Feminist pop-culture monitors have been on high alert since learning that the heroine of “Brave,” Pixar’s first female protagonist, is — uh-oh — a fairy-tale princess, the most insidious archetype ever devised by the patriarchy for reinforcing traditional gender roles.
The feminists needn’t have worried. Scottish princess Merida (Kelly Macdonald, the trailblazing heroine of the studio’s new animated adventure tale, is a feminist’s fairy-tale princess — a tough and headstrong lass, the kind of girl who prefers the company of her bow and arrow to that of court.
Merida’s unruly and lush mane of red hair — captured beautifully in 3-D, as are the mystical highlands of 10th-century Scotland — is as wild as the girl herself. An exasperated Queen Elinor (Emma Thompson) does her best to tame her daughter’s undisciplined and unladylike ways — do be perfect, don’t leave your weapons on the dinner table — but Merida resists her at every turn.
The most important royal duty, of course, is marriage. When Queen Elinor and her boisterous husband, King Fergus (Billy Connolly), inform Merida that, according to tradition, she is to marry one of the firstborns from the three neighboring clans, Merida throws a temper tantrum. “It’s my life,” Merida cries. “I want my freedom.” (Or, in the words of King Fergus, who does a hilarious impression of her: “I don’t want to get married, I want to stay single and let my hair flow in the wind as I ride through the glen firing arrows into the sunset.”)
Furious at her mother, the voice of order and responsibility, the young princess makes a rash decision: to enlist the help of a witch. Merida wants a spell that will “change” the tradition-minded queen so eager to marry off her daughter. If she changes her mom, she changes her fate. Of course, it’s a dark and messy business, tampering with someone’s nature, as Merida learns the hard way when the spell transforms the queen into a large bear.
Suddenly, the plot pivots. The story more or less drops the marriage theme and gets to its real concern: the relationship between a mother and a daughter. Or, to look at it another way, it’s about the tension between traditional order and new pressures for change and individual self-determination. Having realized the recklessness of her mistake, Merida makes it her duty to find a way to turn her mom back into the queen she is before it’s too late. In this quest, Merida learns the true meaning of what it is to be brave.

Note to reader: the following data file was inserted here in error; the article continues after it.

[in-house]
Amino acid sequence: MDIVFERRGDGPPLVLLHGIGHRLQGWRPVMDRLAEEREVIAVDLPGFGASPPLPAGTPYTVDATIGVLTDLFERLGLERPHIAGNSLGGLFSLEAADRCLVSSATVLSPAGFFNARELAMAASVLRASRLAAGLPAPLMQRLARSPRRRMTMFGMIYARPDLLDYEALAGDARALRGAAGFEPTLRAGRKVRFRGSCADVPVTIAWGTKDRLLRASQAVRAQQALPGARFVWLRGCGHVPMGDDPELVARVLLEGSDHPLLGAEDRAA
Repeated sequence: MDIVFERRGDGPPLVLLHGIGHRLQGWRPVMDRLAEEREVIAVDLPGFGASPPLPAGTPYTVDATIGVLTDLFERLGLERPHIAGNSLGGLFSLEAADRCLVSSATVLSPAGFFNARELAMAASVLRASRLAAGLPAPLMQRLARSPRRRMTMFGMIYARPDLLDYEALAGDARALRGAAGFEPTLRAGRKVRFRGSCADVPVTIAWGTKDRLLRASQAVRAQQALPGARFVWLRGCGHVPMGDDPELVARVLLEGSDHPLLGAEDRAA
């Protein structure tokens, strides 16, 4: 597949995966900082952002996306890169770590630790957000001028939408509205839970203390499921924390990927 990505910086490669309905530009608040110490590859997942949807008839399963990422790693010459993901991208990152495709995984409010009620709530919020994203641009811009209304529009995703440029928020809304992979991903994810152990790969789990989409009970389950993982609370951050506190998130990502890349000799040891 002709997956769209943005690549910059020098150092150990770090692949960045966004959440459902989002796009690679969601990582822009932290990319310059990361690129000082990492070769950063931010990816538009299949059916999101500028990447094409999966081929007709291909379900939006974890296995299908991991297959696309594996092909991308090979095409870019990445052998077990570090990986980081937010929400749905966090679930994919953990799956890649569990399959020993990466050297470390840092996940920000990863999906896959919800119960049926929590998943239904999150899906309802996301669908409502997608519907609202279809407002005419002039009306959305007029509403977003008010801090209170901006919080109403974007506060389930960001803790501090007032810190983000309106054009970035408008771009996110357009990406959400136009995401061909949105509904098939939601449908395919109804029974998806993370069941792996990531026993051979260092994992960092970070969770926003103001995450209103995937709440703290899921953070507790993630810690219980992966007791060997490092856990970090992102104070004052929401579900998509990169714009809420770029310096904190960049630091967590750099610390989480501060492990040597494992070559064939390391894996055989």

“Brave” is not without its flaws. With its princess, suitors and fair share of maudlin music, the story starts off on familiar, even boilerplate, ground for Disney. Some of the plot devices feel forced — the will-o-the-wisps, which lead Merida to her “fate” on multiple occasions, always appear at moments of crisis.
But once “Brave” negotiates its rather rocky transition into its main themes, the story comes together. The scenes in the forest, where Merida and her bear-mother have to come to terms with each other and their strange situation, are among the most touching scenes of mother-daughter love in recent memory. Relieved periodically by moments of slapstick humor, the tale gallops forward to a dramatic climax in an exciting, if frightening, action sequence that recently left one baby in the theater crying.
Despite occasional cliches, “Brave” is an entertaining coming-of-age tale. Merida’s personal growth, from a selfish and immature girl into a humble and duty-bound princess, is made sweeter by the fact that it’s ignited by the love and concern she has for making things right with mom.
So what does being brave require of Merida? At the beginning of the movie, her solution to her problems is to change her mother rather than change herself. By the end, Merida grows into a woman by heeding, of all things, the wisdom of the witch: “Fate can be changed/Look inside/Mend the bond/Torn by pride.”
CREDITS: Directed by Mark Andrews and Brenda Chapman; written by Mark Andrews, Steve Purcell, Brenda Chapman, and Irene Mecchi
RATING: PG for scary action and rude humor.
RUNNING TIME: 93 minutesView Entire Story
By Andrew P. Napolitano
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